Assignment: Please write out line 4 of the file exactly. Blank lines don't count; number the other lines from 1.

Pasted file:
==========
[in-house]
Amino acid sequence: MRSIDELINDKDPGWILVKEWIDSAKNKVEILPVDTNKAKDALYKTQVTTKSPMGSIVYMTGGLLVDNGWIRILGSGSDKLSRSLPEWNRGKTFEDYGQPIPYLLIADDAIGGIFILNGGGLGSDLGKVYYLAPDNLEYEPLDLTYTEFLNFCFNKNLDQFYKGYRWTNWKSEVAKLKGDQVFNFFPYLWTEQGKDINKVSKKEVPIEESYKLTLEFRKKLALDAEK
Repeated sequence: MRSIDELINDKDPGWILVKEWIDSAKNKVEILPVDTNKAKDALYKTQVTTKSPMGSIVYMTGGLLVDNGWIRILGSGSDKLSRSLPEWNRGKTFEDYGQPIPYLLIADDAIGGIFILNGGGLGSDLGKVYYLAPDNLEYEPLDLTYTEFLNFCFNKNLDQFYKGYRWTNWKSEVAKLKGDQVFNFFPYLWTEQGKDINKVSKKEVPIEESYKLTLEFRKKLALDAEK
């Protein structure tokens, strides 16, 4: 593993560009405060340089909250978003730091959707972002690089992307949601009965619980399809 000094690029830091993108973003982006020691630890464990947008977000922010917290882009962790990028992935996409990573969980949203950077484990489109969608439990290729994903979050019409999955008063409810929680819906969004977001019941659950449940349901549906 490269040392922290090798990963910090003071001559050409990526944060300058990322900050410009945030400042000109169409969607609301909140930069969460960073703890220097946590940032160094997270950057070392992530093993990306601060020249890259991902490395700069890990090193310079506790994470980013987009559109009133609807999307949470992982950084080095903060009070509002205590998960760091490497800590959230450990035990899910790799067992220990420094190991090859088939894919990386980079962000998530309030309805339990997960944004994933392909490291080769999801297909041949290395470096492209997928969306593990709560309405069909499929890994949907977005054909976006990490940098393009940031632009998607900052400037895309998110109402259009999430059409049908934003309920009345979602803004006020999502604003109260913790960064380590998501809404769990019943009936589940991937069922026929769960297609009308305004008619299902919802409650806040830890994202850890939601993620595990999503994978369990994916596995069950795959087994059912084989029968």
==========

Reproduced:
């Protein structure tokens, strides 16, 4: 593993560009405060340089909250978003730091959707972002690089992307949601009965619980399809 000094690029830091993108973003982006020691630890464990947008977000922010917290882009962790990028992935996409990573969980949203950077484990489109969608439990290729994903979050019409999955008063409810929680819906969004977001019941659950449940349901549906 490269040392922290090798990963910090003071001559050409990526944060300058990322900050410009945030400042000109169409969607609301909140930069969460960073703890220097946590940032160094997270950057070392992530093993990306601060020249890259991902490395700069890990090193310079506790994470980013987009559109009133609807999307949470992982950084080095903060009070509002205590998960760091490497800590959230450990035990899910790799067992220990420094190991090859088939894919990386980079962000998530309030309805339990997960944004994933392909490291080769999801297909041949290395470096492209997928969306593990709560309405069909499929890994949907977005054909976006990490940098393009940031632009998607900052400037895309998110109402259009999430059409049908934003309920009345979602803004006020999502604003109260913790960064380590998501809404769990019943009936589940991937069922026929769960297609009308305004008619299902919802409650806040830890994202850890939601993620595990999503994978369990994916596995069950795959087994059912084989029968």